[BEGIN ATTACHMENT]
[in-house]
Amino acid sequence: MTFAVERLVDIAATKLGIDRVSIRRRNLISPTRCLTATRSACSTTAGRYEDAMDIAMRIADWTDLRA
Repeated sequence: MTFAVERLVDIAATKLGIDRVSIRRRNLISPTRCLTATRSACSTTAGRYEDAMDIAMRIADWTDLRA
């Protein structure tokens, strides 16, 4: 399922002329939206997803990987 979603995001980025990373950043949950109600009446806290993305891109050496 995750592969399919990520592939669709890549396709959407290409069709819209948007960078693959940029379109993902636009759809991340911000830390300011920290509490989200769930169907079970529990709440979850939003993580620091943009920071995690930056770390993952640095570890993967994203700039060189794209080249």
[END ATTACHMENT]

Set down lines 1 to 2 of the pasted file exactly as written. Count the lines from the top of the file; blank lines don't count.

[in-house]
Amino acid sequence: MTFAVERLVDIAATKLGIDRVSIRRRNLISPTRCLTATRSACSTTAGRYEDAMDIAMRIADWTDLRA